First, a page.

Kukla's Korner Hockey
by Paul on 02/02/12 at 12:37 PM ET
from Red Fisher of the Montreal Gazette,
Ken Dryden is in the city for a reading Thursday night of his memoir, The Game – in my view, the best hockey book ever written.
His appearance brings back memories of a time when the Canadiens ruled, starting with Dryden’s stunning debut in 1970-71. As you know, that’s when the goaltender led the Canadiens to a remarkable first-round victory over the heavily favoured Big Bad Bruins, led by Bobby Orr and Phil Esposito, in seven games – after Dryden had played in only six regular-season games. From there, the Canadiens brought home the Stanley Cup with a victory in six games over the Minnesota North Stars and then a seven-game victory over the Chicago Blackhawks in the final.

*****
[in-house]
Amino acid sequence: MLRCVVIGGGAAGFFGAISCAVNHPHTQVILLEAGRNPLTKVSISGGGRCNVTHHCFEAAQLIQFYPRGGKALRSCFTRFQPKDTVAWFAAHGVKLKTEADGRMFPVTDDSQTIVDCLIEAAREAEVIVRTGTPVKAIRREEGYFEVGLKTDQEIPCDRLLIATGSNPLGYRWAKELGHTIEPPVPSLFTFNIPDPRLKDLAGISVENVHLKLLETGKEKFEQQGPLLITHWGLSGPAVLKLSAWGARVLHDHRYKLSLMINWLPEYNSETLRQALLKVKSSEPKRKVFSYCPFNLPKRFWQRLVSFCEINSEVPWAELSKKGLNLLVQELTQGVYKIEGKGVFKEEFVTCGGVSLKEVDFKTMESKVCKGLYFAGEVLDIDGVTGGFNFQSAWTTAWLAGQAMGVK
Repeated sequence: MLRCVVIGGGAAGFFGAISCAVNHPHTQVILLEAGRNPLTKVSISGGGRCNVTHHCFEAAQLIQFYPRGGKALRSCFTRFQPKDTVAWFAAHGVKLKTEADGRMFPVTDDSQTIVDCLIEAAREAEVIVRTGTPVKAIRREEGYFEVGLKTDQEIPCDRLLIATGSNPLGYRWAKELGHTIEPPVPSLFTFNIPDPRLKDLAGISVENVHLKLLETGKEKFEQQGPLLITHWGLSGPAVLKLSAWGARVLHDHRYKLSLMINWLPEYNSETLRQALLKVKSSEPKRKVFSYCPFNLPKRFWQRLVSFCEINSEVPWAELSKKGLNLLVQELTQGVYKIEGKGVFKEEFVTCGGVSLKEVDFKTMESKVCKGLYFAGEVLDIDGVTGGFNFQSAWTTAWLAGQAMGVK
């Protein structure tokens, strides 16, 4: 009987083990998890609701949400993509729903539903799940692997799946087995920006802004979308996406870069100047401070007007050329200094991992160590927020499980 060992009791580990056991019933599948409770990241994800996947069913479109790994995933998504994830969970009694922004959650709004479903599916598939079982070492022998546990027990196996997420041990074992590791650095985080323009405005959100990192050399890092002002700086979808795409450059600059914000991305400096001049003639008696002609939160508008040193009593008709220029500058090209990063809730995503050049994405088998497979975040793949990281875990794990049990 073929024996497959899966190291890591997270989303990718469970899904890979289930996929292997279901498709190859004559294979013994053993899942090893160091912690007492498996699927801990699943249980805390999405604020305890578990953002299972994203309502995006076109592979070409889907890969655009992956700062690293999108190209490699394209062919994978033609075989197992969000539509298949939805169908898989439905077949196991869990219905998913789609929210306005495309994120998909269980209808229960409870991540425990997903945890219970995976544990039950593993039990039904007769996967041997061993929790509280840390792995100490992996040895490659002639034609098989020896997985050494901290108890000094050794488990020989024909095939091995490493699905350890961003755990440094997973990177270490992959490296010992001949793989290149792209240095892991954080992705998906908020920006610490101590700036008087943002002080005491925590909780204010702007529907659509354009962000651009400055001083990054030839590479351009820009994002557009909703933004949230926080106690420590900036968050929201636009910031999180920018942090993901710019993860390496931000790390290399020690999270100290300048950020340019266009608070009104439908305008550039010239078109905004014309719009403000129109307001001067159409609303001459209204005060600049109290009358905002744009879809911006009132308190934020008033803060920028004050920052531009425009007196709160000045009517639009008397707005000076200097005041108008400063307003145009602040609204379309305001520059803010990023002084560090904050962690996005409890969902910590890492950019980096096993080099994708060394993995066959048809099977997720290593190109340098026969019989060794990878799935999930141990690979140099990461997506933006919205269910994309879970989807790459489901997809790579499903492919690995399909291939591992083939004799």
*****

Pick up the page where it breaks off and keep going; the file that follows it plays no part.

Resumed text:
Dryden’s visit also recalls the foreward he graciously agreed to write for my 1994 book Hockey, Heroes and Me. It started, also graciously, this way:
“I wonder what Red thinks. It would happen two or three times a year. When things were going badly for the team or me. When after a game, sleepless and alone, staring into the darkness of my office, I could find no answers. I did it with no one else. In a few hours, when The Star or later The Gazette was at our front door, I would know.
“I didn’t always agree with him, and when I didn’t I would get angrier than I did with anyone else. I wanted so much for him to be wrong, and knew he probably wasn’t.”
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